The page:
December 2013 Archives

I have written many design documents in my day. In most cases, the documented design had only a passing relation to the final implementation and rapidly became a fossil on our wiki. In the best case scenario, the document closely matched the implementation and I took great pains to update it with each iteration upon that codebase. I then left the company, and they promptly ditched my entire solution regardless of the awesome doc. In short, my track record with these documents is not exactly stellar. Regardless, I still think design documents are a good idea for a couple of reasons.

The first, most obvious reason that design documents are helpful is that it's a forcing function for actually thinking deeply about software design. I am not advocating a thousand pages of sequence diagrams here. Simplying laying out the components and their dependencies is helpful: it informs the sequencing of the work, you have to think about the trade-offs involved, and it allows you to form initial ideas on the size and scope of the problem. This sort of documentation won't answer all hard questions about this particular design, but it is helpful in calling out many of these questions.

The second, sneakier yet more important reason that design documents are helpful is that they give you an opportunity to analyze an ambiguous problem and propose an elegant solution. It's hard to do that well, and it turns out this can be important for your career. Think of it this way: if you work in a growing organization, there's a bunch of good code being written. Consequently, if you want to differentiate yourself and ensure great opportunities come your way, it may take more than good code.

There are plenty of ways to differentiate yourself (mentoring, championing best practices, officiating the office ping pong tournament). I'd argue that writing and presenting effectively on software design is one of the rarest and thus one of the best. Additionally, the hardest and most important problems often have an element of design. These problems aren't just distributed randomly. If you want to work on them, it benefits you greatly to have a strong record of proposing designs and seeing them through implementation to delivery.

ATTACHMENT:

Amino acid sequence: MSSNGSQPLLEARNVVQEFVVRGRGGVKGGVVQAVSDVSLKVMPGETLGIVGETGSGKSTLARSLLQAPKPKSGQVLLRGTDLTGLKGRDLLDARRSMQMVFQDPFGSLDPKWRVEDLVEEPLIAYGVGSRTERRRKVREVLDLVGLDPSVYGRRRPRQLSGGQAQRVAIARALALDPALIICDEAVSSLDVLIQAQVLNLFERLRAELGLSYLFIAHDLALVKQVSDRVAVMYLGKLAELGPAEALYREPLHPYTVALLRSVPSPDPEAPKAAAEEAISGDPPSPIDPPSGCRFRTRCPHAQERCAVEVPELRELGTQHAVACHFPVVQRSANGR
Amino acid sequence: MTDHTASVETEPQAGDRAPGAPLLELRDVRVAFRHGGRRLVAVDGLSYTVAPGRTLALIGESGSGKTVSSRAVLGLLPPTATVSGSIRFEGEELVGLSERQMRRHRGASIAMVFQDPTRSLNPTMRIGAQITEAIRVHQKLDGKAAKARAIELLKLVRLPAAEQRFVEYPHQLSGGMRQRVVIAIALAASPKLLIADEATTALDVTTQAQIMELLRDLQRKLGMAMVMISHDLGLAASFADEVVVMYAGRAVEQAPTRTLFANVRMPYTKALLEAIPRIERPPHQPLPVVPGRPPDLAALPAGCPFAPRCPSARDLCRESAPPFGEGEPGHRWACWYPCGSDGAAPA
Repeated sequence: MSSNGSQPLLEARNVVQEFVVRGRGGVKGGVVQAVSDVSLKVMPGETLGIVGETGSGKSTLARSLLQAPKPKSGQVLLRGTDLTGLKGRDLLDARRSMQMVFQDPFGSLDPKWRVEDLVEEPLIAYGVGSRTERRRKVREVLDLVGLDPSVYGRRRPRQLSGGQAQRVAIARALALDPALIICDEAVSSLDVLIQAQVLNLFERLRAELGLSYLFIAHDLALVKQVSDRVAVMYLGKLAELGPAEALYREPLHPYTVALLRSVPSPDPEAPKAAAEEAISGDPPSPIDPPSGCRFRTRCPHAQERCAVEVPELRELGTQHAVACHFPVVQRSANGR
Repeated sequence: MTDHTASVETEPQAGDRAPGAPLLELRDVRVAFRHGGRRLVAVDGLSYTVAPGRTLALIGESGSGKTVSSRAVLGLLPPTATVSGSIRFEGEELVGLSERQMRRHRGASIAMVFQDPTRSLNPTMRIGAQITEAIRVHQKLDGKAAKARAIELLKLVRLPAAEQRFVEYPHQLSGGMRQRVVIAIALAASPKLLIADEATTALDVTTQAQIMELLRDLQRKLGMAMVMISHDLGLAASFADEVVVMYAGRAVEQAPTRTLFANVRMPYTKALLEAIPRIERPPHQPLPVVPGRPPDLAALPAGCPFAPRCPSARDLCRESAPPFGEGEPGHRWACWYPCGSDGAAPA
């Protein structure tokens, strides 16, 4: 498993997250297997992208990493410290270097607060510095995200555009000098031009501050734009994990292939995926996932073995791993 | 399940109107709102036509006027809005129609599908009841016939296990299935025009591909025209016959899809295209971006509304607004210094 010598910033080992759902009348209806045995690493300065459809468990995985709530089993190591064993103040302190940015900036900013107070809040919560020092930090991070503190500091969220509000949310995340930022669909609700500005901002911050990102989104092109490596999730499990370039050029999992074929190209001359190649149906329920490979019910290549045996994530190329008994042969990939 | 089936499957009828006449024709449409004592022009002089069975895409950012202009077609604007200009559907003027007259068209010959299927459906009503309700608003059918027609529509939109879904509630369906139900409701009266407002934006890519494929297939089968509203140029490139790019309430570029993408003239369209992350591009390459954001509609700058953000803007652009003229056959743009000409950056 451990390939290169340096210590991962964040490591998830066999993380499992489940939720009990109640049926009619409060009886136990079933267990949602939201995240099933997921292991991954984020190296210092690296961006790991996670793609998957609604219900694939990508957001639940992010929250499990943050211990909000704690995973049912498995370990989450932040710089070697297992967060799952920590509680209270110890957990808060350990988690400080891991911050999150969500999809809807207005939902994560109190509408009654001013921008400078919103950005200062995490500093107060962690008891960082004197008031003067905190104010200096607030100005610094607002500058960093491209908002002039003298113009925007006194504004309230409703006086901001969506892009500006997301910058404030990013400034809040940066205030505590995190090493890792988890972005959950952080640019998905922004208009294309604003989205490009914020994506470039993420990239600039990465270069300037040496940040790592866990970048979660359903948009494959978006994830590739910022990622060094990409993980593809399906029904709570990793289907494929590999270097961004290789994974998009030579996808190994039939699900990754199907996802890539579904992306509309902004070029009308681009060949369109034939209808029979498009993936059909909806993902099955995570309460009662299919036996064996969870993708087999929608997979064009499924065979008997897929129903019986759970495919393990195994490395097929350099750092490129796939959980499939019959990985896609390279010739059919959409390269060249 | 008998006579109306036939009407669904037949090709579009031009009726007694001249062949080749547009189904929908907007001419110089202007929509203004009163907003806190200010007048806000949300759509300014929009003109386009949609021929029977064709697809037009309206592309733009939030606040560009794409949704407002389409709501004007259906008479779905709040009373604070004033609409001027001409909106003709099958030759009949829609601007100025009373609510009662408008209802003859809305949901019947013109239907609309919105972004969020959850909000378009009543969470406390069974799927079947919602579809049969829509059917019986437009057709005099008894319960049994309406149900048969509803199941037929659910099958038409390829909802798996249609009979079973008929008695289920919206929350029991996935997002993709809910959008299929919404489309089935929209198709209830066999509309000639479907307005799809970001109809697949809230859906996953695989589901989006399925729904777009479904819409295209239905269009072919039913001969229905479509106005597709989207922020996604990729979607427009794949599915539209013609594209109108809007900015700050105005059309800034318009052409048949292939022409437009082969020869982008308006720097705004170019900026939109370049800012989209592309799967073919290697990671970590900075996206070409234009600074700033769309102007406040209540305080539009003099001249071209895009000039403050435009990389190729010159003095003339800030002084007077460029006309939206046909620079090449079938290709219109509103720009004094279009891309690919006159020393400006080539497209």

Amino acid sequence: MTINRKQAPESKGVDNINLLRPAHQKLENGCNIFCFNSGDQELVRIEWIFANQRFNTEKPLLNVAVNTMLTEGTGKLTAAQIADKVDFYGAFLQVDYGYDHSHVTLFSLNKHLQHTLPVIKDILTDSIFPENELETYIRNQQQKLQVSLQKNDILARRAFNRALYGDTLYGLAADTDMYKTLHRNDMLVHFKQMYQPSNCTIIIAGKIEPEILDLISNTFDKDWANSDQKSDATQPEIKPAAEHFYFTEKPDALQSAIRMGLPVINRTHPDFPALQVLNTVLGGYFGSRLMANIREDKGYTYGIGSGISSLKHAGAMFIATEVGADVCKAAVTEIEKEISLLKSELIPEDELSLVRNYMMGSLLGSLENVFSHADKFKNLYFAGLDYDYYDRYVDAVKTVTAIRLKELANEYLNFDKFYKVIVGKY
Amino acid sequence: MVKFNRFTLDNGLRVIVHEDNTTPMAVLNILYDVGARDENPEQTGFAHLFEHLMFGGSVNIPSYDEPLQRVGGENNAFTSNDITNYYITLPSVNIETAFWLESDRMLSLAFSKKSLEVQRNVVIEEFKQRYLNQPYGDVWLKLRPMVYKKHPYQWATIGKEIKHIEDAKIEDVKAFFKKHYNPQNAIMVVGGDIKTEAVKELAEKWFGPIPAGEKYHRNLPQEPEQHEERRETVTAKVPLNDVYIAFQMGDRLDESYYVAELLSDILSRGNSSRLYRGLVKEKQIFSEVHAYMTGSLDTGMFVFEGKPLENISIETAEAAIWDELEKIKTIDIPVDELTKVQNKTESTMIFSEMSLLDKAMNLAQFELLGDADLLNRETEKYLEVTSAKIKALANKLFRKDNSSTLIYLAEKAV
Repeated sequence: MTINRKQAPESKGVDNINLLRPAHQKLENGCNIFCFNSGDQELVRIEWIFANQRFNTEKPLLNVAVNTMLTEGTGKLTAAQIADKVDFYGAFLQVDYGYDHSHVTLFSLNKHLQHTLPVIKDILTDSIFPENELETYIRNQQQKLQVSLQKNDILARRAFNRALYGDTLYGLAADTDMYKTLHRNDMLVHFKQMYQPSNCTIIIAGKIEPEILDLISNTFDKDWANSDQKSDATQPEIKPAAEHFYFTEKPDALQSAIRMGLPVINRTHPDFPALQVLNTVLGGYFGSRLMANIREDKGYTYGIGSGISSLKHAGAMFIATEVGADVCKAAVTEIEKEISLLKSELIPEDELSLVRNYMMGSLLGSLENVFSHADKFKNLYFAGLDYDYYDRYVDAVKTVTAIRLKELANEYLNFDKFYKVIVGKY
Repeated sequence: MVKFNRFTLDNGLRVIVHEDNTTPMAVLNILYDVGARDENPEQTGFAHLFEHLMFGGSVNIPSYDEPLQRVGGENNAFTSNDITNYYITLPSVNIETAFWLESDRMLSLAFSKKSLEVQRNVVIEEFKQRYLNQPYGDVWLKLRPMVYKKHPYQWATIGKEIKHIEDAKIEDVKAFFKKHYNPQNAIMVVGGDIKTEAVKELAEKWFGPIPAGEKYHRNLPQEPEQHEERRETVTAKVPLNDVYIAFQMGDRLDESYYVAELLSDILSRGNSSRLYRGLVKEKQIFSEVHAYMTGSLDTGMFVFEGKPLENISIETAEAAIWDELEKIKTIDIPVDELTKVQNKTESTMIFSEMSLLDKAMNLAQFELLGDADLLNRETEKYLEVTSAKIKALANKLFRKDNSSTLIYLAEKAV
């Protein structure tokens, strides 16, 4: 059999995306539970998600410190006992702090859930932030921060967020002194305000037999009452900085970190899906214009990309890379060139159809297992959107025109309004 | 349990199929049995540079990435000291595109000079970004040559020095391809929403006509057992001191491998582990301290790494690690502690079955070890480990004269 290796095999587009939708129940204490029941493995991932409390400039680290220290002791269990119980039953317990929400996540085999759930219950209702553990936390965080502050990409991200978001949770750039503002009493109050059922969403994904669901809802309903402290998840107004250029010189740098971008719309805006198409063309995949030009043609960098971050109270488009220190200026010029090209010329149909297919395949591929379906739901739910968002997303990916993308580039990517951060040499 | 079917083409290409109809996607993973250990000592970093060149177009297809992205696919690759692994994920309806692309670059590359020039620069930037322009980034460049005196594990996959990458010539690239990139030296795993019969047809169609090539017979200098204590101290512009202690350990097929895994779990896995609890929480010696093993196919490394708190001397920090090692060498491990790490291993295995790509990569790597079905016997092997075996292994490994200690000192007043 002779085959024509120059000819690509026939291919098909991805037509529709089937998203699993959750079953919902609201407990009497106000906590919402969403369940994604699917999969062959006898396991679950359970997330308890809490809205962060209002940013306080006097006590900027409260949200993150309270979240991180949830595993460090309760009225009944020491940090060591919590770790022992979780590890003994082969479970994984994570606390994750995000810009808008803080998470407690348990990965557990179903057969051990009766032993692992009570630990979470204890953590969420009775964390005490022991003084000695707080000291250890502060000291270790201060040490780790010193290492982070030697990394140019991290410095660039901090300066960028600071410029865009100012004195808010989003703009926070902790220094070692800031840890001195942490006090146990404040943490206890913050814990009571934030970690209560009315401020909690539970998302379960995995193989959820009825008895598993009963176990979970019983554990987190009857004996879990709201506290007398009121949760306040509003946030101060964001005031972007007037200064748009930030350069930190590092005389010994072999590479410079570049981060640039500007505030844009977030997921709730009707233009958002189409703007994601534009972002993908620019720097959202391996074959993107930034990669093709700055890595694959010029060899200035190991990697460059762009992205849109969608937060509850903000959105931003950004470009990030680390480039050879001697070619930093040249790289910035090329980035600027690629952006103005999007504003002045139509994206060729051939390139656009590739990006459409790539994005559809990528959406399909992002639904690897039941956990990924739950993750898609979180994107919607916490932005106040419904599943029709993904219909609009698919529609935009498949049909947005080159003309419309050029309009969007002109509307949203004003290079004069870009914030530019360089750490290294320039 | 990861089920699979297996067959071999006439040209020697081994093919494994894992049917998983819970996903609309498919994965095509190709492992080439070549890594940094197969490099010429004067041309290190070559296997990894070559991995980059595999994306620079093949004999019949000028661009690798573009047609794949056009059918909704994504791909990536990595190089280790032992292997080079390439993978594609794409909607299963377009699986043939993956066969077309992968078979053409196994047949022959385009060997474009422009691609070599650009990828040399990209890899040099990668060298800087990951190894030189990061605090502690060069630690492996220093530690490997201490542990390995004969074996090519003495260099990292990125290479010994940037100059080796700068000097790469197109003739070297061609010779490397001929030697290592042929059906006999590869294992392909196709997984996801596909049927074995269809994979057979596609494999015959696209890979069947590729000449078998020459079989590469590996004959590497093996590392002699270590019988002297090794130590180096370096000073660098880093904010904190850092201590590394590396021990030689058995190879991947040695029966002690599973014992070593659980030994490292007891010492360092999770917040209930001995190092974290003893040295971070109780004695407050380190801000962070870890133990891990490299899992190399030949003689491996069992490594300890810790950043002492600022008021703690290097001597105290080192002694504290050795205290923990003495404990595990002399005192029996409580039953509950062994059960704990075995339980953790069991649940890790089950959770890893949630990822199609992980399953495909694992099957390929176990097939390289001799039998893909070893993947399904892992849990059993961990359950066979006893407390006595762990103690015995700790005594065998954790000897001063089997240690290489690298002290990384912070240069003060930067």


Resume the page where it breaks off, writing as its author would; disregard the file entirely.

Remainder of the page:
At this point, I have clearly convinced you (odds of this actually being the case: 48%) and you are firing up your text editor to begin your journey to Documentation City (odds of this actually being the case: 0.48%). How do you get started? My suggestion is to start small, with respect to the size of the document, scope of the problem, and amount of review. As you look at more problems in this way, you'll iterate on your approach and find a style that works well for your team and its problems.

About the Author

The Art of Delightful Software is written by Cody Powell. I'm currently Director of Engineering at TUNE here in Seattle. Before that, I worked on Amazon Video. Before that, I was CTO at Famigo, a venture-funded startup that helped families find and manage mobile content.

Twitter: @codypo
Github: codypo
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Email: firstname + firstname lastname dot com